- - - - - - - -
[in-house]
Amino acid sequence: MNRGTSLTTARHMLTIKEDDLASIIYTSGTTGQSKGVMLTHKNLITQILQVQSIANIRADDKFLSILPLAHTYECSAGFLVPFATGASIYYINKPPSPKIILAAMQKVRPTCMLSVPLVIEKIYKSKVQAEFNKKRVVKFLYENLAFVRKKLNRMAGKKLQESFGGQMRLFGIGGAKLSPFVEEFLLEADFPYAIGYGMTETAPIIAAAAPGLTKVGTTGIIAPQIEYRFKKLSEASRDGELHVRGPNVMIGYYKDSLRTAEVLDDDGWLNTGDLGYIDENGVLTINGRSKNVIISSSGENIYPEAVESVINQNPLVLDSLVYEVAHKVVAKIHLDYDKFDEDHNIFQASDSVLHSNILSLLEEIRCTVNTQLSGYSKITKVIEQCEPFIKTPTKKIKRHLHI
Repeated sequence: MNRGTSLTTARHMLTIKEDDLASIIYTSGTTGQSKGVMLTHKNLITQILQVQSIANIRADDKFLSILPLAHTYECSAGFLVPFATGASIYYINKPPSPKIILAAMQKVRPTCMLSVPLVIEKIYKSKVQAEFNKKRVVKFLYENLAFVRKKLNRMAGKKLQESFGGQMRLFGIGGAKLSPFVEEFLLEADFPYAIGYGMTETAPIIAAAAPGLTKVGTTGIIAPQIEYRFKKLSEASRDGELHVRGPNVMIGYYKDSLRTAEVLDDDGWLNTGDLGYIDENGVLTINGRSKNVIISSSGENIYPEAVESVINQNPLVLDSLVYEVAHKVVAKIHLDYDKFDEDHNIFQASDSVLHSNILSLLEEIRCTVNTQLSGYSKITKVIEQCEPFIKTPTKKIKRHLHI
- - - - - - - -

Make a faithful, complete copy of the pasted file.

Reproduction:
[in-house]
Amino acid sequence: MNRGTSLTTARHMLTIKEDDLASIIYTSGTTGQSKGVMLTHKNLITQILQVQSIANIRADDKFLSILPLAHTYECSAGFLVPFATGASIYYINKPPSPKIILAAMQKVRPTCMLSVPLVIEKIYKSKVQAEFNKKRVVKFLYENLAFVRKKLNRMAGKKLQESFGGQMRLFGIGGAKLSPFVEEFLLEADFPYAIGYGMTETAPIIAAAAPGLTKVGTTGIIAPQIEYRFKKLSEASRDGELHVRGPNVMIGYYKDSLRTAEVLDDDGWLNTGDLGYIDENGVLTINGRSKNVIISSSGENIYPEAVESVINQNPLVLDSLVYEVAHKVVAKIHLDYDKFDEDHNIFQASDSVLHSNILSLLEEIRCTVNTQLSGYSKITKVIEQCEPFIKTPTKKIKRHLHI
Repeated sequence: MNRGTSLTTARHMLTIKEDDLASIIYTSGTTGQSKGVMLTHKNLITQILQVQSIANIRADDKFLSILPLAHTYECSAGFLVPFATGASIYYINKPPSPKIILAAMQKVRPTCMLSVPLVIEKIYKSKVQAEFNKKRVVKFLYENLAFVRKKLNRMAGKKLQESFGGQMRLFGIGGAKLSPFVEEFLLEADFPYAIGYGMTETAPIIAAAAPGLTKVGTTGIIAPQIEYRFKKLSEASRDGELHVRGPNVMIGYYKDSLRTAEVLDDDGWLNTGDLGYIDENGVLTINGRSKNVIISSSGENIYPEAVESVINQNPLVLDSLVYEVAHKVVAKIHLDYDKFDEDHNIFQASDSVLHSNILSLLEEIRCTVNTQLSGYSKITKVIEQCEPFIKTPTKKIKRHLHI